You can find out more here about this reluctance and psychotherapist, counsellor, relationship expert and couples therapist Melissa Ferrari’s take on the touchy subject.
And have a listen to this interesting video, also from the ABC, on disclosing your disability on the first date.
7News recently carried a story about a married couple who faced backlash and sly comments when they got together.
“People judge a book by its cover. They never bother to read the pages, but Susie did... and here we are,” Philip said.
Philip lives with a form of muscular dystrophy known as Bethlem myopathy - a genetic disease that causes progressive weakness and the loss of muscle mass.
He relies on a special electric wheelchair to move around.
“For 29 years, I never thought I would find love,” he told @7News.
Then he met Susan and they wed in 2018.
Susan says she never even noticed his wheelchair.
The Adelaide couple is seeking to change people’s perceptions surrounding inter-abled relationships - where one individual is abled and the other lives with a disability.
They say they’re just an “average Joe” couple with a “pretty normal life”.
“We have a house, we go to work, we live a suburban lifestyle, we have a Siberian Husky,” Philip says.
“Nothing really to see - if anything, it’s a little boring.”
With large followings on YouTube, the couple uses the platform to answer any questions about their inter-abled and inter-racial relationship.
Read how they met and fell in love in the full 7News story here.
Finding love online and meeting people
If you’re looking for love, there’s dating apps and websites galore these days - Disabled Singles Dating, Tinder, Disabled Mate Australia, EHarmony and Zoosk to name a few - check out https://abcdisabilityservices.com.au/dating-sites-for-people-with-disabilities-2020/ for a more comprehensive list.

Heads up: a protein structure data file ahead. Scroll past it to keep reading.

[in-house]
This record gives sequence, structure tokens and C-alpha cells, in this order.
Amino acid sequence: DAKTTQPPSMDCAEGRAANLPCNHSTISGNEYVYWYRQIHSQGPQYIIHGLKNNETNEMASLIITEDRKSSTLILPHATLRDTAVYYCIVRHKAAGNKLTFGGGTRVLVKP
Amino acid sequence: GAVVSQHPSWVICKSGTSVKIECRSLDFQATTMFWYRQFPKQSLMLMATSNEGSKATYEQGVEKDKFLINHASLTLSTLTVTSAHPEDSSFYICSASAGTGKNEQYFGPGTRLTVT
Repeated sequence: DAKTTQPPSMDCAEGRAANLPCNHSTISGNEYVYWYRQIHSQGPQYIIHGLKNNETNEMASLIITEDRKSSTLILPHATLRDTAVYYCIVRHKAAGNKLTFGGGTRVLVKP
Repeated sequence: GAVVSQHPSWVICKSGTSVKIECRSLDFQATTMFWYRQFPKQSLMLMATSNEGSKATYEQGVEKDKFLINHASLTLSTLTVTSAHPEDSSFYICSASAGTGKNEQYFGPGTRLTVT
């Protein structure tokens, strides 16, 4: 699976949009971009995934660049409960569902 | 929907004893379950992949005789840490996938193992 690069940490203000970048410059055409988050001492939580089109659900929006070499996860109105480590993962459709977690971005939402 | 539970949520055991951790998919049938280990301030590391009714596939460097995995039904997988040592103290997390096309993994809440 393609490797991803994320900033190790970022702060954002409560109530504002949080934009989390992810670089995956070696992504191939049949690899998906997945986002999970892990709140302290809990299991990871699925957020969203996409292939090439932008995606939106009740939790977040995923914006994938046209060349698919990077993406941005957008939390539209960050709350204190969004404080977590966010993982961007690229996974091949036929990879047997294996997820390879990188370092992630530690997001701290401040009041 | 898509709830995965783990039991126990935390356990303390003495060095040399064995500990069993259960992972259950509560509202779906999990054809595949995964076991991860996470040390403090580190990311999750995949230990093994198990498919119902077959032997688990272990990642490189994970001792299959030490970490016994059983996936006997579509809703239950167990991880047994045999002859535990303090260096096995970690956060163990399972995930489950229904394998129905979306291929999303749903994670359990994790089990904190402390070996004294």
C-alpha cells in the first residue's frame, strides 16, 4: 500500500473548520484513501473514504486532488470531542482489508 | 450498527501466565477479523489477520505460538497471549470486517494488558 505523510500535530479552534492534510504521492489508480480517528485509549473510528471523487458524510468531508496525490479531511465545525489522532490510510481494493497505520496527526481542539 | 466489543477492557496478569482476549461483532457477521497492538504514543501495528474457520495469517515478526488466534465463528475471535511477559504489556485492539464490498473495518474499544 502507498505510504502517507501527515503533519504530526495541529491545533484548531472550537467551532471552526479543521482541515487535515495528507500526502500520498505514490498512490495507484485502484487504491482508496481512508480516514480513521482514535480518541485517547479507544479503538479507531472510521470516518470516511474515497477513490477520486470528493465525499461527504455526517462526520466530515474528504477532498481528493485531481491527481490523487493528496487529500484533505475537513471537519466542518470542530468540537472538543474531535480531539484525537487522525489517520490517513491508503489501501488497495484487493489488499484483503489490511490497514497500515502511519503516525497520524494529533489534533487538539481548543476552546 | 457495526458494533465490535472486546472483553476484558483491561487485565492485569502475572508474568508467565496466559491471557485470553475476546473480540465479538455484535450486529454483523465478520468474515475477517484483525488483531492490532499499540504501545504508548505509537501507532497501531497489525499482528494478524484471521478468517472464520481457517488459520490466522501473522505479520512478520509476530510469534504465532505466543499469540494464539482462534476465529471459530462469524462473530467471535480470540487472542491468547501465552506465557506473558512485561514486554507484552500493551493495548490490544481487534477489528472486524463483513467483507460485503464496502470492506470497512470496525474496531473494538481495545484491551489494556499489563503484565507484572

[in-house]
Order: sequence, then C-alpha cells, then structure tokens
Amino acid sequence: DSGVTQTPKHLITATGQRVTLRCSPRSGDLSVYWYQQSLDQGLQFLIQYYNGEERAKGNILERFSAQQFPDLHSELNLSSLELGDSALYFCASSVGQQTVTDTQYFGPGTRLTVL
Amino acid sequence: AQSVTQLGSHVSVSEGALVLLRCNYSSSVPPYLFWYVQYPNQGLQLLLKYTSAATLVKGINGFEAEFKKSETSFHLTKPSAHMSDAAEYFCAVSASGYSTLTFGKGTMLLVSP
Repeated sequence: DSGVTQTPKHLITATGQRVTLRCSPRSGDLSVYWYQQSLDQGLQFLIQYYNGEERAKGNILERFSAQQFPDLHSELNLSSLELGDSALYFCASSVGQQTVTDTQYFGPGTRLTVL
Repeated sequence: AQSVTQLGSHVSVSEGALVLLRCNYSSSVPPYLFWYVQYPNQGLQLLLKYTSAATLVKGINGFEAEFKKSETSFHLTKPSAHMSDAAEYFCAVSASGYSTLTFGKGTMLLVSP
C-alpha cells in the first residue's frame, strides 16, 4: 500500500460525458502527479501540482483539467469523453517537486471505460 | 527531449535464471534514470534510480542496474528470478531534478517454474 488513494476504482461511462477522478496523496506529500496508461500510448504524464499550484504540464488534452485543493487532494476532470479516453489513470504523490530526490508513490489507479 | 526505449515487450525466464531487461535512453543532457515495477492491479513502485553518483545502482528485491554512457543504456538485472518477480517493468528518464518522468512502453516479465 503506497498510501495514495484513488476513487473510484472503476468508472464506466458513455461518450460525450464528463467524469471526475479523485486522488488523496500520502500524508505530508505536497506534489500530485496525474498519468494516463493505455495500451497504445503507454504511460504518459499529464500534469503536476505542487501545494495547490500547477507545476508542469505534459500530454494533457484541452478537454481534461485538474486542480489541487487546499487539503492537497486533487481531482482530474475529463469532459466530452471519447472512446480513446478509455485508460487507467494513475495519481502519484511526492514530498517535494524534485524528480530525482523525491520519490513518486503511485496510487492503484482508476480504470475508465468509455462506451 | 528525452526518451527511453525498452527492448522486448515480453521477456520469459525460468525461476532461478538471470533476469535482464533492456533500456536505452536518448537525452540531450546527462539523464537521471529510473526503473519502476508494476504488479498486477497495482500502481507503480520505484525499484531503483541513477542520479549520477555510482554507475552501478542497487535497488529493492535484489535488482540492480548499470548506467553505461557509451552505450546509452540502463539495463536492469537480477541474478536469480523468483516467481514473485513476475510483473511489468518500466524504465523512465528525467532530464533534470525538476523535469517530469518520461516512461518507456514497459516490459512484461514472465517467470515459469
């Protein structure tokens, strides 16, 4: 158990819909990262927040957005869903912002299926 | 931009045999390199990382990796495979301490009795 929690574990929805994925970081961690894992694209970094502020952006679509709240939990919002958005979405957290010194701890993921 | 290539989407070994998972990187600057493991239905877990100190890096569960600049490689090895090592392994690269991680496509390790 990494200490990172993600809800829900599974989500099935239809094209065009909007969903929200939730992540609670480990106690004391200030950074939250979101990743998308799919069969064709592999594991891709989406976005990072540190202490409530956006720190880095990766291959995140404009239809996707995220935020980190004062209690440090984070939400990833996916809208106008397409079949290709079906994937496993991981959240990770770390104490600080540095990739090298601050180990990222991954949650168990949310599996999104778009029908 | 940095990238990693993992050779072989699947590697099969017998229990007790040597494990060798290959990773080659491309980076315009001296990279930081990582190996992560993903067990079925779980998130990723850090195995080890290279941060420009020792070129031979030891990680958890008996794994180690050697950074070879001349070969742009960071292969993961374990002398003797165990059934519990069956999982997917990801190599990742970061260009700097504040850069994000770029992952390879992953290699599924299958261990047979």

Chattii.com is also a popular dating app and growing in popularity within the disability sector - “Chattii is here because sometimes, the internet sucks. It’s judgemental, bigoted and generally unwelcoming to people who are different. Our platform puts you first and treats you like a human, with the human need for love,” is their mission statement, which seems to reflect what many in the disability sector feel too.
For people living with disability, casual sex or a no strings hookup isn’t out of the question - there’s an app or three out there for Aussies too! Red Hot Pie is one, but there are others, depending on where you live.
But, online dating aside, there are more ways to meet that special someone including at university or school and even at the gym or social/community activities.
The Council for Intellectual Disability says:
There is lots of information online about dating and relationships:
The last word on love and sex as a person living with a disability comes from Alcott himself.
He believes it’s important to continue being open about his sex life, saying he and Otten are “proud to talk about it and break down those barriers”.
And even though you’d think he’s immune to pressure having played tennis on the biggest stage and won all four grand slams, the 30-year-old admits there were plenty of nerves during his first time with Otten.
“The first time we had sex, I was extremely nervous,” he told Good Weekend. “I thought, ‘You’re doing it with the best!’
“But we’re both sex-positive. It’s important to me to talk about it.”